The question is whether this will force the states to move on both the power sector reforms, which have proven challenging in the past, and the municipal reforms, so that their resource availability may be enhanced.
This year’s Union budget was accompanied by the unveiling of the Fifteenth Finance Commission’s report for the period 2021-22 to 2025-26. This report outlines some crucial recommendations for state governments, covering tax devolution, grants from the Centre, and the guidelines for the borrowings that they are permitted to incur over the medium-term.
The commission has recommended that 41 per cent of the government’s divisible pool of taxes be transferred to state governments during its award period of 2021-22 to 2025-26. This vertical tax devolution is in line with the level that the 15th FC had recommended for 2020-21. It only differs from the 14th FC’s recommendation on account of the exclusion of Jammu and Kashmir, which is no longer a state.
In the horizontal devolution formula — which specifies each state’s share in the overall pie — the criteria and weights chosen by the 15th FC differ from those taken by the previous commission. The 15th FC was required to use the states’ population as per the 2011 Census — a highly contentious change. It has also introduced a demographic performance criterion to reward those states which have performed well on demographic management over the last few decades. Additionally, it has also introduced a new criterion (tax effort) measured by the ratio of the three-year average of per-capita own tax revenues and per-capita gross state domestic product (GSDP).
The net result of the change in criteria is that the share of 10 states in the divisible pool has declined during its award period, relative to the previous commission’s period. Karnataka is the biggest loser, while Maharashtra is the biggest gainer.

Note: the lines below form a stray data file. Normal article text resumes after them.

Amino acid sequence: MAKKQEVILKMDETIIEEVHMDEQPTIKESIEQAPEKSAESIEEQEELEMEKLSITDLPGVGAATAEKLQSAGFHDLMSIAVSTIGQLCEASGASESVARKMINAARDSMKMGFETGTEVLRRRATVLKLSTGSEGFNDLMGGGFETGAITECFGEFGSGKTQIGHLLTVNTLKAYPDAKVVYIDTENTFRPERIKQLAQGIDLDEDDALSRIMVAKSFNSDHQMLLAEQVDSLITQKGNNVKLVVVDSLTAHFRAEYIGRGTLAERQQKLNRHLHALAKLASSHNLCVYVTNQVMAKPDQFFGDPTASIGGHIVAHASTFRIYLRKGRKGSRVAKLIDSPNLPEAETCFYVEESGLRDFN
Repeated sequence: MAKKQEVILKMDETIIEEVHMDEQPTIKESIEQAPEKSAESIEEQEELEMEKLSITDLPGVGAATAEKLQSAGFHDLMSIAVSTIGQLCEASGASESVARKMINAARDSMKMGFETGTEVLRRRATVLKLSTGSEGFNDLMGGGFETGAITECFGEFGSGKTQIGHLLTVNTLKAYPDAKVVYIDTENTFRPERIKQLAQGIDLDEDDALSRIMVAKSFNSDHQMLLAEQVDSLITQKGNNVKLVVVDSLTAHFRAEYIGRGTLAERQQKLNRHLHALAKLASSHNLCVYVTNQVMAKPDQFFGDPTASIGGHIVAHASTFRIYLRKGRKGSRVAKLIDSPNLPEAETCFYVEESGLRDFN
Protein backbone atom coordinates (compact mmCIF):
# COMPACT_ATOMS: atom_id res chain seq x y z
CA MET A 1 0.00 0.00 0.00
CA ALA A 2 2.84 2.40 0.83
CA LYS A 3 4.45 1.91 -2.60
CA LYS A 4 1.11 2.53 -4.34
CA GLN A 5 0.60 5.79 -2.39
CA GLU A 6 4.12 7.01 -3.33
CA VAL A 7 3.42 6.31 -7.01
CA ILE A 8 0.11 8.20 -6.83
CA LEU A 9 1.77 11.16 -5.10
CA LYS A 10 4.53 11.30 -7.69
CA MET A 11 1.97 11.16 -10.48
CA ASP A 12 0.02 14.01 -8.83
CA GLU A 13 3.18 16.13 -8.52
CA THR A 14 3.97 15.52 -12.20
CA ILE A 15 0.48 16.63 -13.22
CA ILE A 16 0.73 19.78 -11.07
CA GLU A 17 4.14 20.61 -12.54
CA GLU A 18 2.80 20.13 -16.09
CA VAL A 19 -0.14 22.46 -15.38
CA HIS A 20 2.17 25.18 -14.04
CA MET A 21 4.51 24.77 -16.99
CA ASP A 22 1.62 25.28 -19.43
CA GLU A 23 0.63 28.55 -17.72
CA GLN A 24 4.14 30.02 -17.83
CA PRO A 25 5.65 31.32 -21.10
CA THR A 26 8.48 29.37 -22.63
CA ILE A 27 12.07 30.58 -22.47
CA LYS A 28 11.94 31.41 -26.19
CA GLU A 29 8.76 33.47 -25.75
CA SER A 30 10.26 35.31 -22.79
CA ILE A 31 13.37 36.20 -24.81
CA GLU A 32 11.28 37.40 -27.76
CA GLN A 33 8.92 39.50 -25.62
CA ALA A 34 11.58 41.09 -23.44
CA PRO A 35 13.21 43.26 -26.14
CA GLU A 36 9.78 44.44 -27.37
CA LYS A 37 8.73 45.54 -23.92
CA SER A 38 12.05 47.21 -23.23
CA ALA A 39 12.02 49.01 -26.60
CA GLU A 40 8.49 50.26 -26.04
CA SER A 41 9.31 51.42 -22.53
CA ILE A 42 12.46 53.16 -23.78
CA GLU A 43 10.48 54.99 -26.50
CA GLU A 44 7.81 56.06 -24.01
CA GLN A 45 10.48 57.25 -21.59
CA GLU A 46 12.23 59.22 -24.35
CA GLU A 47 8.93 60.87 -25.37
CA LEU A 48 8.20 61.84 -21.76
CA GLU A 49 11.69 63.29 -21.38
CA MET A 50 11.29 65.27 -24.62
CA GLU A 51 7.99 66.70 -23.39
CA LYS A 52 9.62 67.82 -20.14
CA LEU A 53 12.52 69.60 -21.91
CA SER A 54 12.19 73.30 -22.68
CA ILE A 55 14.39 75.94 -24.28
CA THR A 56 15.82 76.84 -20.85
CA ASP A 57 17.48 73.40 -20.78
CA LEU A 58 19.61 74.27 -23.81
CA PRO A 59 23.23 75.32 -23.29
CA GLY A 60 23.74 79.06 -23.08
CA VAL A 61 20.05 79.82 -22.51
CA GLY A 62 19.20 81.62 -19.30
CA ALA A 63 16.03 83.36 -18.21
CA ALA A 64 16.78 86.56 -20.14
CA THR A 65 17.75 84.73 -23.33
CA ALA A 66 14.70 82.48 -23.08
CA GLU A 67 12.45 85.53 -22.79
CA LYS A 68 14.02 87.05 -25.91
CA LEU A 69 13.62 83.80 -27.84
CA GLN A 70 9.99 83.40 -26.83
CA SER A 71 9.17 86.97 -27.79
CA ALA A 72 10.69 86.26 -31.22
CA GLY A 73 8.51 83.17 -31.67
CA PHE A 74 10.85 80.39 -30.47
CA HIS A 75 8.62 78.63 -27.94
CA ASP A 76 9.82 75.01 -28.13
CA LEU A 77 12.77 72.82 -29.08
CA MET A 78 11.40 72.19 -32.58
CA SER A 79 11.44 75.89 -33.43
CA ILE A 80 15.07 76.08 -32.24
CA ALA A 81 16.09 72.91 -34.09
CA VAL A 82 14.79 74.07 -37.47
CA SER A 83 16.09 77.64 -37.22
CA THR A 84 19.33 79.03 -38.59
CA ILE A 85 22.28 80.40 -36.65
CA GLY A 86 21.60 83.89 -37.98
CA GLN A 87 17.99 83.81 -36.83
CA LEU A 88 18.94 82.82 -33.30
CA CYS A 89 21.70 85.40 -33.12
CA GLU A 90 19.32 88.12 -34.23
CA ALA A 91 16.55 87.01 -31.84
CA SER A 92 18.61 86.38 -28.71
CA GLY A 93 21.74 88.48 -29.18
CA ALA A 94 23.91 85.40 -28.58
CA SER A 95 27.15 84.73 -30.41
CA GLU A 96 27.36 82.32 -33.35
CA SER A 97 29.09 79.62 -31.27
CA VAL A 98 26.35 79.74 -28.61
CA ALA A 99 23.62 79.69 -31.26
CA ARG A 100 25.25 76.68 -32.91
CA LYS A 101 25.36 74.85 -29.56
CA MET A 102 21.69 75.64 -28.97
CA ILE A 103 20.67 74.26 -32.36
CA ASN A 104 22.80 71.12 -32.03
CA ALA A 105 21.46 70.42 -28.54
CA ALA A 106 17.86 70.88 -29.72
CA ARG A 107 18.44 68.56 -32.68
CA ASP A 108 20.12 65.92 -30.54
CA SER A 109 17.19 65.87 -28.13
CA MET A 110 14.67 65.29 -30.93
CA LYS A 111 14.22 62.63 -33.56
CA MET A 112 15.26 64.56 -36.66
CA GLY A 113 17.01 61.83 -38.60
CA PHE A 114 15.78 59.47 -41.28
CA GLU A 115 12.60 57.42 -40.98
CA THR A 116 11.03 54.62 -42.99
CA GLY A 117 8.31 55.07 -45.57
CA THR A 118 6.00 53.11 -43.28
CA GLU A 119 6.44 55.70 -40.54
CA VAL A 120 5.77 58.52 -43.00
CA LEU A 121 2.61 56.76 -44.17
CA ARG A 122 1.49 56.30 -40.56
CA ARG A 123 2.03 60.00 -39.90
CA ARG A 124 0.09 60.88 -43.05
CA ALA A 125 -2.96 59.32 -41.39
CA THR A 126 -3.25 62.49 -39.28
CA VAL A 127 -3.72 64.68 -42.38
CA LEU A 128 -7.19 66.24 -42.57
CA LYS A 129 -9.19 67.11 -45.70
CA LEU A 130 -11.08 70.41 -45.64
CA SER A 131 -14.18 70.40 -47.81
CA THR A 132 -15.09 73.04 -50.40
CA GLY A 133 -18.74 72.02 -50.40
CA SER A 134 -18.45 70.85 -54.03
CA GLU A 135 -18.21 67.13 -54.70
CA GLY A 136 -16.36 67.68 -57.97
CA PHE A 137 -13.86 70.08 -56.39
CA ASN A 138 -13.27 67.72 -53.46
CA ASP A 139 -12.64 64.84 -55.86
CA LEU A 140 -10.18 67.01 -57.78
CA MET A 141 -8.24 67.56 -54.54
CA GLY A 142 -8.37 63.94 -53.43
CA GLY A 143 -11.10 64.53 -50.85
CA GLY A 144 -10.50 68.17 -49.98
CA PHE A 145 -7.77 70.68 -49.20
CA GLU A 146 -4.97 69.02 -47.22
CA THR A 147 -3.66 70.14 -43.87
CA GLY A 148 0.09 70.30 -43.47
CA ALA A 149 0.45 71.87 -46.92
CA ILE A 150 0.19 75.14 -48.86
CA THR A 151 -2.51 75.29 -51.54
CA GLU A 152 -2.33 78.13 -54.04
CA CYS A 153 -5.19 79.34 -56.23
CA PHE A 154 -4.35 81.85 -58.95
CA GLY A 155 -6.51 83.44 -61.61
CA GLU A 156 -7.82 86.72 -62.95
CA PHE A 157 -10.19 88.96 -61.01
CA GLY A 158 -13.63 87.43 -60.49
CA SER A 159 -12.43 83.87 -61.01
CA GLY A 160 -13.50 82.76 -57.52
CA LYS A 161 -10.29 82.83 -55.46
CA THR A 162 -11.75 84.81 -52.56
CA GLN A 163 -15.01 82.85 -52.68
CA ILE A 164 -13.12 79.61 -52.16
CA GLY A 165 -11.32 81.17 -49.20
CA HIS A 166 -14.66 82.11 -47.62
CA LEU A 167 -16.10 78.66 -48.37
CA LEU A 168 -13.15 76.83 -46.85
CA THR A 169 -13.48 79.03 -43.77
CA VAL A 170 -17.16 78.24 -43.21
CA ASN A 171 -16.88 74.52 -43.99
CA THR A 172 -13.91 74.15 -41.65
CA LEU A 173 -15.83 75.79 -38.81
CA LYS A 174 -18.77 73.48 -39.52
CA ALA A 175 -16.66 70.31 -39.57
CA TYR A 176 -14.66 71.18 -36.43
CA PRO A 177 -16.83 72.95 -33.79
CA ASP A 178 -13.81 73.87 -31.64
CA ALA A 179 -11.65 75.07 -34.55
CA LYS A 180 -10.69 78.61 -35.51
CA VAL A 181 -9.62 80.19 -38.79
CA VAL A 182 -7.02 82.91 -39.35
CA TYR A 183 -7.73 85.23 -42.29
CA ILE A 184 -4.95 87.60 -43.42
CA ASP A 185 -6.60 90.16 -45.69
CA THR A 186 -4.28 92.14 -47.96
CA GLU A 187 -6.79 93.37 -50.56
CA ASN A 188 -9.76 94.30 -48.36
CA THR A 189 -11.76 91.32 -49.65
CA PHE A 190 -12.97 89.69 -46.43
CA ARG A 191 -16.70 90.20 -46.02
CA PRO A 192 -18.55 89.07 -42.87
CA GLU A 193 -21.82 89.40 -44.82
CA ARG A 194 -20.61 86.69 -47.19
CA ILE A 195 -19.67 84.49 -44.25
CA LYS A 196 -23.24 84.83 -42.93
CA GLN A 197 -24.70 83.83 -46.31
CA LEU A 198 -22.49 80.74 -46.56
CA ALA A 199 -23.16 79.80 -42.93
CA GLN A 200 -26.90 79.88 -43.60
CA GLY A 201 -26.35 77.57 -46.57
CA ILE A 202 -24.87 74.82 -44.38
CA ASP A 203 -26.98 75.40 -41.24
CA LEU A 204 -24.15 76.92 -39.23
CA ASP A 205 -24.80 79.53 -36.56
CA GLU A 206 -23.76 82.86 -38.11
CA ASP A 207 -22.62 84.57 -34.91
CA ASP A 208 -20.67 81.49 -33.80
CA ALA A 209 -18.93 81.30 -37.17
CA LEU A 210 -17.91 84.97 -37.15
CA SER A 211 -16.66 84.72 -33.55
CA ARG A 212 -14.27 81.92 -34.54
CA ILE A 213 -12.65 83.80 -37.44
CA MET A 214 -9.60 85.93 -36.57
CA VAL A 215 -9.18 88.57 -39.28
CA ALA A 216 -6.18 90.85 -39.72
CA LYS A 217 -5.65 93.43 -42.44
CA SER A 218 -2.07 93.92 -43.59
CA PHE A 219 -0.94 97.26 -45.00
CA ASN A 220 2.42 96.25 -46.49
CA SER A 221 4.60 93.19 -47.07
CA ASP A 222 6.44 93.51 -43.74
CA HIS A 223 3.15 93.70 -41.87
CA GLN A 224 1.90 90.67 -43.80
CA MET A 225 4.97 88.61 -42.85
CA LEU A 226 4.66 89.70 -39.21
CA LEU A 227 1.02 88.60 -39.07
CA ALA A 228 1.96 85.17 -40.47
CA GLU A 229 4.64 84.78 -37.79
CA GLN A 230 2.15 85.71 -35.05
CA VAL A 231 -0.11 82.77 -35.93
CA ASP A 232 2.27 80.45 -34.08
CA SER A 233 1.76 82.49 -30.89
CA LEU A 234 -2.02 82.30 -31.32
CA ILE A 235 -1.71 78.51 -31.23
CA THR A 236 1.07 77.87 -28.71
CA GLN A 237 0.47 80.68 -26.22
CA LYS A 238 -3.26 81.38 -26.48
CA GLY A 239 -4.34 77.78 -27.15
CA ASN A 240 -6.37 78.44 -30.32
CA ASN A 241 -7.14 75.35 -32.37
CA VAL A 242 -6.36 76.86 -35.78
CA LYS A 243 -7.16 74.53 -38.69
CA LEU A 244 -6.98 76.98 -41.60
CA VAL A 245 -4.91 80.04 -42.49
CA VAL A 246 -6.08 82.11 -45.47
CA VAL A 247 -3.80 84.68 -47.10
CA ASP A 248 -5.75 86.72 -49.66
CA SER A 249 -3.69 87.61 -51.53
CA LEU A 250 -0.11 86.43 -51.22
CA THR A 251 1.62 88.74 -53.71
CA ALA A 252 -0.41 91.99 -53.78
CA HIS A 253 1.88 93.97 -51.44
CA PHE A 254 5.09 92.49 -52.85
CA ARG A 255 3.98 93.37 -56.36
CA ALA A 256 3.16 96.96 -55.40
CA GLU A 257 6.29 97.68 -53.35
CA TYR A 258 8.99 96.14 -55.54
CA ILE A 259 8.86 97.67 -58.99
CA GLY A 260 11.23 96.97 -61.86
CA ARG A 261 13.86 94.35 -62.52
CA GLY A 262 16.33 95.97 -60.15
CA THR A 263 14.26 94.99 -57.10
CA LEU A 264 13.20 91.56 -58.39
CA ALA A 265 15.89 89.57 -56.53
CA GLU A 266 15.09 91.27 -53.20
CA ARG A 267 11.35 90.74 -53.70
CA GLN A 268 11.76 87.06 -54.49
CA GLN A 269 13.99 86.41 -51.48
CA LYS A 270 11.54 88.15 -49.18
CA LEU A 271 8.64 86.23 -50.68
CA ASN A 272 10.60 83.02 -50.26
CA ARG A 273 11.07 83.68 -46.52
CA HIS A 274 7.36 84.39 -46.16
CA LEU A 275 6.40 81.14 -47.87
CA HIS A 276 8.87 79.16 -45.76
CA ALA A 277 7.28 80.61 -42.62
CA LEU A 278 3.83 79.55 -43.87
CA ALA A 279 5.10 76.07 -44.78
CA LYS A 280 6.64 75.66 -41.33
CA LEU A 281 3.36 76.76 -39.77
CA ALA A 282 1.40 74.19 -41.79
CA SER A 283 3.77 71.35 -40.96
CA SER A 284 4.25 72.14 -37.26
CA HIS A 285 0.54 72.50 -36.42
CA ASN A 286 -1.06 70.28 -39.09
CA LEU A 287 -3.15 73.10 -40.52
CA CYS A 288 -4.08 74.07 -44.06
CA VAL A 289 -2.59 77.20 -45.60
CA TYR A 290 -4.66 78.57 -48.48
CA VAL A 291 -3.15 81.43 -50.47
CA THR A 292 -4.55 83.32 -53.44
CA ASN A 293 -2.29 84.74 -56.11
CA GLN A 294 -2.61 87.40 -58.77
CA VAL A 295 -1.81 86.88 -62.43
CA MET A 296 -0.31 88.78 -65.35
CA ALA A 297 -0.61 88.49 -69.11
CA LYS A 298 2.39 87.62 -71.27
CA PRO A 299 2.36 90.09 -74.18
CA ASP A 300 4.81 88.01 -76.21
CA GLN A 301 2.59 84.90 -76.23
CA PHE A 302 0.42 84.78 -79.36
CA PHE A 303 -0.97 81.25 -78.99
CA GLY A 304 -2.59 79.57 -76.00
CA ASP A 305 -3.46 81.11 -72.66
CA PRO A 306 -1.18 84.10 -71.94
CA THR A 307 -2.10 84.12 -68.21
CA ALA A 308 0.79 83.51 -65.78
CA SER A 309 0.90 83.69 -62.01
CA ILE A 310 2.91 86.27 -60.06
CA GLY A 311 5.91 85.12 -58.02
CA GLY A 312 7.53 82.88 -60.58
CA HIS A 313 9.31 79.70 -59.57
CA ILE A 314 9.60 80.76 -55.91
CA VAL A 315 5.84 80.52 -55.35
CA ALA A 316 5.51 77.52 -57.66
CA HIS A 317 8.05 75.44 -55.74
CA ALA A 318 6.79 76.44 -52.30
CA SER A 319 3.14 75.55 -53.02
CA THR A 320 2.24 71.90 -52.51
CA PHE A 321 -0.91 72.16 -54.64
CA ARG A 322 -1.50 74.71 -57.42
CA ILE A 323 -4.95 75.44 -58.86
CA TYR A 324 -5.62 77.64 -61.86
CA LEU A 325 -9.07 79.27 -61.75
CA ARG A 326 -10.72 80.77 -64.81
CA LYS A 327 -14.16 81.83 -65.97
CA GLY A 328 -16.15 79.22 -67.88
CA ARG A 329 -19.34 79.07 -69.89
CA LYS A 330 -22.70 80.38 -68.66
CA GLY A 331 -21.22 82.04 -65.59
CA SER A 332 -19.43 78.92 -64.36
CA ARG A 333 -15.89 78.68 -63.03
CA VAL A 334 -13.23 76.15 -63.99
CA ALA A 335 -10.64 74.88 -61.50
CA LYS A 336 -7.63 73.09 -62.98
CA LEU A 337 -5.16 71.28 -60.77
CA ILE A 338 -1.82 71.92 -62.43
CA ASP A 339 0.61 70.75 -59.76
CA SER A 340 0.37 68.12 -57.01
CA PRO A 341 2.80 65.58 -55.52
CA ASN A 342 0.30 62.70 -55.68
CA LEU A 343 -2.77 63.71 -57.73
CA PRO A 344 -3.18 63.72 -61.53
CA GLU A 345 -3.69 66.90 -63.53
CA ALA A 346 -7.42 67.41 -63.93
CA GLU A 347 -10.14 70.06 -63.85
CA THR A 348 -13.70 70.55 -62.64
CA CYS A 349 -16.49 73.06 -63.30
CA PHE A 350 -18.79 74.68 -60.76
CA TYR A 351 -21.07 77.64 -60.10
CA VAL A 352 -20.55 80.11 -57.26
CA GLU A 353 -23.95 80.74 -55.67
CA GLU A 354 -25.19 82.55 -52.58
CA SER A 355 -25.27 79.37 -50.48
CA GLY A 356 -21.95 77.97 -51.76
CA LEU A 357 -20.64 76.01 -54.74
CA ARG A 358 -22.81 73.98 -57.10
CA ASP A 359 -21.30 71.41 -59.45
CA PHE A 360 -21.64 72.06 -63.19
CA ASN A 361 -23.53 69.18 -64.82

In absolute terms, central tax devolution to states had peaked at Rs 7.6 trillion in 2018-19. Thereafter, it contracted by around 15 per cent each over the next two years. Mercifully, it is forecasted to expand by 21 per cent in 2021-22 to Rs 6.7 trillion, which appears to be a credible assessment. Nevertheless, this is a tad lower than the 2017-18 levels — a sobering reality that the states must contend with while planning their finances.
Another major set of the commission’s recommendations pertain to grants from the Centre. So far, the Centre has accepted the recommendations for revenue deficit grants, grants for local bodies and disaster management and mitigation, totalling Rs 8.5 trillion over the award period. This is 59 per cent higher than the Rs 5.4 trillion (including J&K) recommended by the 14th FC. However, the government is yet to accept the 15th FC’s recommendations towards state-specific and sector-specific grants (adding up to Rs 1.8 trillion). But in a major shift, the 15th FC has sharply increased the proportion of grants whose receipt is conditional on specified reforms being undertaken. As a result, 57 per cent of the 15th FC-recommended grants accepted so far by the GoI are conditional, relative to just 17 per cent for the 14th FC (including J&K).